Magic: The Gathering

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Magic: The Gathering is a CCG (Collectable Card Game). The game uses a fantasy world involving magic. Richard Garfield made the game in 1993.

The game is played by 2 or more people. Players attack each other causing them to lose life points. Each player starts at 20 life points. There are many kinds of cards that can be used to reduce another player's life. Players can attack another player with a creature or deal direct damage with a spell. You win the game by reducing your opponent's life to 0, when you opponent runs out of cards to draw or through a win condition determined by a card.

Magic: The Gathering is a trading card game. Players buy and trade cards, and build their own card decks. Decks must have at least 60 cards. Players can play in tournaments, and there are even professional Magic players. Most players of Magic: The Gathering simply call the game Magic. Some Magic cards cost a lot, because they are very good or very rare. The card Black Lotus is worth $27,302.

About 12,000,000 people in the world today play magic.

History[change | change source]

Richard Garfield started to make the game at University of Pennsylvania. In 1993 he showed the game to the game company Wizards of the Coast. The company liked the game, and started to produce it.[1]

The first cards were made in 1993. The cards are produced in groups of cards called "sets". The first sets were very successful, so more sets were made. About four sets are produced each year. Cards made before 2003 look different than newer cards, but are still compatible with the modern game in most cases.

Professional Magic began in 1996. Professionals play in tournaments around the world in the Magic: The Gathering Pro Tour. A player can win as much as $40,000 in one tournament.[2]

Magic: The Gathering Online (MTGO) was made in 2002. Magic players can now play their favorite game on the internet. A new MTGO was released in 2008.[3]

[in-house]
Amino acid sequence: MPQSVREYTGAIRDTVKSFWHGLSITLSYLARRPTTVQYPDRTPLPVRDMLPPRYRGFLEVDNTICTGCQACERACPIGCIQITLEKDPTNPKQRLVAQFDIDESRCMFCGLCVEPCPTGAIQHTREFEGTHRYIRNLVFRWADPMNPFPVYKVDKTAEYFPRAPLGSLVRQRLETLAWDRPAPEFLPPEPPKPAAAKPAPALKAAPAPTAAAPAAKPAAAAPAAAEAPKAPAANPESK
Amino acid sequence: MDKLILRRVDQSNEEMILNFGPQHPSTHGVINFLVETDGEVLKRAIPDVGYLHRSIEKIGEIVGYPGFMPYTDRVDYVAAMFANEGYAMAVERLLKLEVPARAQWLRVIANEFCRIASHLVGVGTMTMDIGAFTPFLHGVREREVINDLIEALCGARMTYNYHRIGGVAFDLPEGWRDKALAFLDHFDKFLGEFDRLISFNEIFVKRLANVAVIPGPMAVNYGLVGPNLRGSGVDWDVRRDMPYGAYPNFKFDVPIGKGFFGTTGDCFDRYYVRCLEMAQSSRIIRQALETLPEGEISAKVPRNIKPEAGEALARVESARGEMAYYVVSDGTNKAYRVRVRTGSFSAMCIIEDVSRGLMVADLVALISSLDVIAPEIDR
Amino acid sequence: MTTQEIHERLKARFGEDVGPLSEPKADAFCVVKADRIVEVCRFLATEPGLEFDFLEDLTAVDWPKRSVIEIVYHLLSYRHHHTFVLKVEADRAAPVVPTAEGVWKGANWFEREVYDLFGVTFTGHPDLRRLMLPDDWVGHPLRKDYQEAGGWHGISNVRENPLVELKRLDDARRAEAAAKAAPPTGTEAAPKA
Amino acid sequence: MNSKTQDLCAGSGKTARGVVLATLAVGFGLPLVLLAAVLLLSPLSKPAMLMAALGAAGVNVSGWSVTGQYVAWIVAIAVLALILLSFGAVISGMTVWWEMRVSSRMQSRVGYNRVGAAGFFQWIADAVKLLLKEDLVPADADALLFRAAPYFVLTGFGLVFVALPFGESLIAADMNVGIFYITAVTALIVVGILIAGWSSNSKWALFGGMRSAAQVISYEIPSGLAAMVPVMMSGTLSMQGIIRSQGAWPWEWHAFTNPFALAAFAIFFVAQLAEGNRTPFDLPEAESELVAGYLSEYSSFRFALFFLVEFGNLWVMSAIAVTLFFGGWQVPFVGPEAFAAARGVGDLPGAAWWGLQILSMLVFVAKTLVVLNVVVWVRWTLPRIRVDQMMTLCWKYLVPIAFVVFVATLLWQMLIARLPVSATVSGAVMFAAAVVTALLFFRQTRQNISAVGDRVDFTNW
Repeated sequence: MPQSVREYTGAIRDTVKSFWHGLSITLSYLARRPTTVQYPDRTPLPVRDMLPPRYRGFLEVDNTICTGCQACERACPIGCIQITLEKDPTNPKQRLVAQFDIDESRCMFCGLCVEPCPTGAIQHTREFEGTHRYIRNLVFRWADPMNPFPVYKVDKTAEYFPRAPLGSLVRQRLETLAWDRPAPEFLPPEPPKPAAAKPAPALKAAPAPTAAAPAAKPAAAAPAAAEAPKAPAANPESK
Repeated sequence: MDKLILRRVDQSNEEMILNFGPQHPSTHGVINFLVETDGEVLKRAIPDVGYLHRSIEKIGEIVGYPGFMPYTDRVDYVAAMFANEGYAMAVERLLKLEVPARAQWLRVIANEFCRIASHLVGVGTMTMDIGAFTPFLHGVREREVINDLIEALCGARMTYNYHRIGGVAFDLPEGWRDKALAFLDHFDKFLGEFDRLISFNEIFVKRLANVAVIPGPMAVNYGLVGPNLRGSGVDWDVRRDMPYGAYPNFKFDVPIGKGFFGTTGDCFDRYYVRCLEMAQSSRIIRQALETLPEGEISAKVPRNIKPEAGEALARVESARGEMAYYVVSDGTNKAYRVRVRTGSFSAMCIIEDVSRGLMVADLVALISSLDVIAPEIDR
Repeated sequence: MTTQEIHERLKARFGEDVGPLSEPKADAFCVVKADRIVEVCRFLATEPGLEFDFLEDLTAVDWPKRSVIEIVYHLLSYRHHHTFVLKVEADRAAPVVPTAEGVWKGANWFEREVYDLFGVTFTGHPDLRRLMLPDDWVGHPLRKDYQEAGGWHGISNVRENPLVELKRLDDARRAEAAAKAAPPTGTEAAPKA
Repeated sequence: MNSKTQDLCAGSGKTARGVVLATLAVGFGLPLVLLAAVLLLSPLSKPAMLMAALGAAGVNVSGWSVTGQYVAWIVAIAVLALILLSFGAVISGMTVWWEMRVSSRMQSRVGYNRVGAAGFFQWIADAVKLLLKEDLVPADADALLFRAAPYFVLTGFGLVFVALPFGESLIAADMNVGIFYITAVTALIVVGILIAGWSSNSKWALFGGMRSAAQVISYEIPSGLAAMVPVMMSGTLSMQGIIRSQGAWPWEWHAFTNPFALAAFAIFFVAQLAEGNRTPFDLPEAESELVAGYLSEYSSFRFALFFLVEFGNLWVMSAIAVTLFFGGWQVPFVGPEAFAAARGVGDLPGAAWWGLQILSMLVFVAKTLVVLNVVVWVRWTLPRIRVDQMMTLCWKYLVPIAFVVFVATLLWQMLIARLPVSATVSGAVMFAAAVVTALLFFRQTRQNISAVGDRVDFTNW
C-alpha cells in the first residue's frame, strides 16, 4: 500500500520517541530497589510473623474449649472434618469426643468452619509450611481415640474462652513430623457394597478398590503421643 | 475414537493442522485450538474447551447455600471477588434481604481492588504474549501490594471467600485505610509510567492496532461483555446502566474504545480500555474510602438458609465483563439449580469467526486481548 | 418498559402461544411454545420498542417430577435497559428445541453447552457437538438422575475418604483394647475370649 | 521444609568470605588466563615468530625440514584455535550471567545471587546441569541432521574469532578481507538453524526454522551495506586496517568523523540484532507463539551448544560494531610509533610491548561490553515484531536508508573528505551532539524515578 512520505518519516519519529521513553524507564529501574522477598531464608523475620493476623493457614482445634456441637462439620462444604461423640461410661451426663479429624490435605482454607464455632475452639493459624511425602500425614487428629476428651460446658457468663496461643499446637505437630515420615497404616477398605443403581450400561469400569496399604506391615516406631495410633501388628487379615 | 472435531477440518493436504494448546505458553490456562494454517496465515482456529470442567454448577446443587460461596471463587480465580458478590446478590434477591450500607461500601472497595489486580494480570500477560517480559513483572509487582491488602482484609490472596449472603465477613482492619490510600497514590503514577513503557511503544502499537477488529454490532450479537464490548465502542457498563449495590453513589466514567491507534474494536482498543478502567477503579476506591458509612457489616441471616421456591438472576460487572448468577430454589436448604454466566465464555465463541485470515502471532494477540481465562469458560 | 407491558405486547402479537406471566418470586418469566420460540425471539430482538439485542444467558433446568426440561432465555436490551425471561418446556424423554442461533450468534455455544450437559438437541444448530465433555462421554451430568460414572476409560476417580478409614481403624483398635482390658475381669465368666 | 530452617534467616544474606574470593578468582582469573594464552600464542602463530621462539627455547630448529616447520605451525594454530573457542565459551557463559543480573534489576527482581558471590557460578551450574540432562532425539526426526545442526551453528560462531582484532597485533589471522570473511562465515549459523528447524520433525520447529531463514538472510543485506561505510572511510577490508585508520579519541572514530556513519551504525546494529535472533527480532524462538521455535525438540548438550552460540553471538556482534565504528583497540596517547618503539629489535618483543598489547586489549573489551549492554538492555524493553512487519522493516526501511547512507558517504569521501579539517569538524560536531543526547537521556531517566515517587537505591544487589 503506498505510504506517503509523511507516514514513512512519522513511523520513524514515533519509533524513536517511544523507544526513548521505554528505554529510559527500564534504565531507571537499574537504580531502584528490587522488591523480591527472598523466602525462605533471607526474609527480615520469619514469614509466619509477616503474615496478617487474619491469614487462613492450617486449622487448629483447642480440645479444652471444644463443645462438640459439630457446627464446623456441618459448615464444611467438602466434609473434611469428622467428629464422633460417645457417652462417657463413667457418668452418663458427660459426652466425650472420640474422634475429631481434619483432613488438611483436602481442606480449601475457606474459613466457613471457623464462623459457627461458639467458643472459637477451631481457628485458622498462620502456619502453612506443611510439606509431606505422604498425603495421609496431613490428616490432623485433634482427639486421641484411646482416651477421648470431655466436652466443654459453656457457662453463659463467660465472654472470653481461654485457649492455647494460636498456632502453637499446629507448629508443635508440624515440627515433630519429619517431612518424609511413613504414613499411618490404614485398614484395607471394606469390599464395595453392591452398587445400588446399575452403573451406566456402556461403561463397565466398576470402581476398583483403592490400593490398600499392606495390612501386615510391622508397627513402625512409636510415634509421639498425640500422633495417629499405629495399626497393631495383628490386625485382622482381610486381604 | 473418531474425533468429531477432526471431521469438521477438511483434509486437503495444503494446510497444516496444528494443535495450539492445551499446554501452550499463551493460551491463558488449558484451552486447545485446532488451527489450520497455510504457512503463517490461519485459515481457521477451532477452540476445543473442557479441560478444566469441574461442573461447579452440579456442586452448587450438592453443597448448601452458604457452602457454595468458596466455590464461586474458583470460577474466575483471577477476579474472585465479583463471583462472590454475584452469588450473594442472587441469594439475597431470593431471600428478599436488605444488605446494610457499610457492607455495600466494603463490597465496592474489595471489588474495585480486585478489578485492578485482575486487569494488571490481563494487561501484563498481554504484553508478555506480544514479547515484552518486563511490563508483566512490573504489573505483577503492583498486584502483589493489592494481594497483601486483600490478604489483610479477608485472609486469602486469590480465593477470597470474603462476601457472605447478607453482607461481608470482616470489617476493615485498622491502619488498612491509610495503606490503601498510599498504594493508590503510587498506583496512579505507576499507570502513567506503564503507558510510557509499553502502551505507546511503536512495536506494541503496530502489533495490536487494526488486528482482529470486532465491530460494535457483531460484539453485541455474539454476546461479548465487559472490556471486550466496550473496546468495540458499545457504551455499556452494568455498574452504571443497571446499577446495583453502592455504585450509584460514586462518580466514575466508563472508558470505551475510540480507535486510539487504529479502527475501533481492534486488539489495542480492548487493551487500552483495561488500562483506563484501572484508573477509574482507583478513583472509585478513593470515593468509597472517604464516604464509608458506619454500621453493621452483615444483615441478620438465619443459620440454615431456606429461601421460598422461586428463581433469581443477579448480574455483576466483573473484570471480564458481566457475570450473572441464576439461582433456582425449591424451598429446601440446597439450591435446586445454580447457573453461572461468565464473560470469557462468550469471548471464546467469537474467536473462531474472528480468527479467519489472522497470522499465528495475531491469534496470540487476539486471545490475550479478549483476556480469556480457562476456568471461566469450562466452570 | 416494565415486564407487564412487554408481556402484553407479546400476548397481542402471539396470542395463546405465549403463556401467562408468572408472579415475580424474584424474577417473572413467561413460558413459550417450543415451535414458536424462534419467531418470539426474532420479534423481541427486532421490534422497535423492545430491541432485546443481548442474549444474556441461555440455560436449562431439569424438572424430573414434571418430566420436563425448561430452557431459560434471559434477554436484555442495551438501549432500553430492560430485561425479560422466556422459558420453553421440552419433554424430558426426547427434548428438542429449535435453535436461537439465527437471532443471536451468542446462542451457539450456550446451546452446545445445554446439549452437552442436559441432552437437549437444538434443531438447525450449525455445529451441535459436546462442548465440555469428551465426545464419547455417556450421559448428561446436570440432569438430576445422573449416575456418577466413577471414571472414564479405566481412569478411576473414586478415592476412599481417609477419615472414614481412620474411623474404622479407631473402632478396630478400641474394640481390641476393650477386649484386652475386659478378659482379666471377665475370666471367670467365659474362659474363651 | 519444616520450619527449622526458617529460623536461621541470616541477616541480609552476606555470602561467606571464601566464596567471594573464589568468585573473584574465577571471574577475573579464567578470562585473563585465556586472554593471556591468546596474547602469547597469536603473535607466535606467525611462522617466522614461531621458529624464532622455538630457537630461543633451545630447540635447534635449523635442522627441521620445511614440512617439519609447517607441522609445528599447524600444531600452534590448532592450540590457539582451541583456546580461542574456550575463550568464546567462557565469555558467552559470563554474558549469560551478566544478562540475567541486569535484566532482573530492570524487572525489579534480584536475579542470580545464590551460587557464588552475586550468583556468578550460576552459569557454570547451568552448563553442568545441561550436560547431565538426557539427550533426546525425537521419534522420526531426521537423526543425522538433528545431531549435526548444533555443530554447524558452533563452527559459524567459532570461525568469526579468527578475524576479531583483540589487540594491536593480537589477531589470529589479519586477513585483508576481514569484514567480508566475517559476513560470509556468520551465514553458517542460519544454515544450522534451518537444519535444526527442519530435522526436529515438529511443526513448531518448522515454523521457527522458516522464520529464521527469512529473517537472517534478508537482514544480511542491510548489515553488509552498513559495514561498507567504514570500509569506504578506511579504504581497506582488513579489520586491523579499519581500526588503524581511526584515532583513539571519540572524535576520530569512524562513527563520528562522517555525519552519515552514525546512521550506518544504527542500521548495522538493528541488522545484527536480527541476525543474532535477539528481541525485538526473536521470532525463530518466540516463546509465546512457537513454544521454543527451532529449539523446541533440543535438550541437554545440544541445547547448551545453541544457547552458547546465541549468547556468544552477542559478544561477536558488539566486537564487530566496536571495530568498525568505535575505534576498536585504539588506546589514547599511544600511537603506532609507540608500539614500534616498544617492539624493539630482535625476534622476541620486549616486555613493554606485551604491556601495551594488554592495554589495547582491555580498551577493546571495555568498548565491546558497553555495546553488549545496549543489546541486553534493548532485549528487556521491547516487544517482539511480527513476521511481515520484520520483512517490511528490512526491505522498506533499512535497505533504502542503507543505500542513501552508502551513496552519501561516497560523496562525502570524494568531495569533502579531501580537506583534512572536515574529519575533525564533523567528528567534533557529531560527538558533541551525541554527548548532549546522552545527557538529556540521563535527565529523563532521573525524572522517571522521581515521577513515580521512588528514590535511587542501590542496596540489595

Generally more males play the game than females.[4]

Playing the Game[change | change source]

A game of Magic is played by two or more players. A player starts the game with twenty "life points". A player loses when he or she has zero or fewer life points. There are different ways to lose life points: players play "creature" cards and attack other players with them, or players play spells on other players. There are also other ways for players to lose: they have no cards in their deck, they have 10 "poison counters", or a card is played that says they lose.[5]

Players begin the game by shuffling their decks (mixing up their cards) and then taking up seven cards. Each card has a different power.[6] Players takes one new card at the start of each turn, but the first player does not take a card on their first turn. There are many steps in each turn. Certain cards can only be played in certain steps. A player can have no more than seven cards at the end of their turn. If they do, they must put cards into their "graveyard" (next to their deck) till they only have seven.

There are two basic kinds of cards: "spells" and "lands". Lands give its player "mana" (magical energy). Mana is used to cast spells. A player may only play one land each turn. More powerful spells take more mana to play. There are also different kinds of spells. "Sorceries" and "instants" are played, and go directly to the "graveyard" after their effects take place. "Permanents" stay in play after they are played, and their effects stay as well. "Creatures" are a special kind of permanent that can attack and damage other players.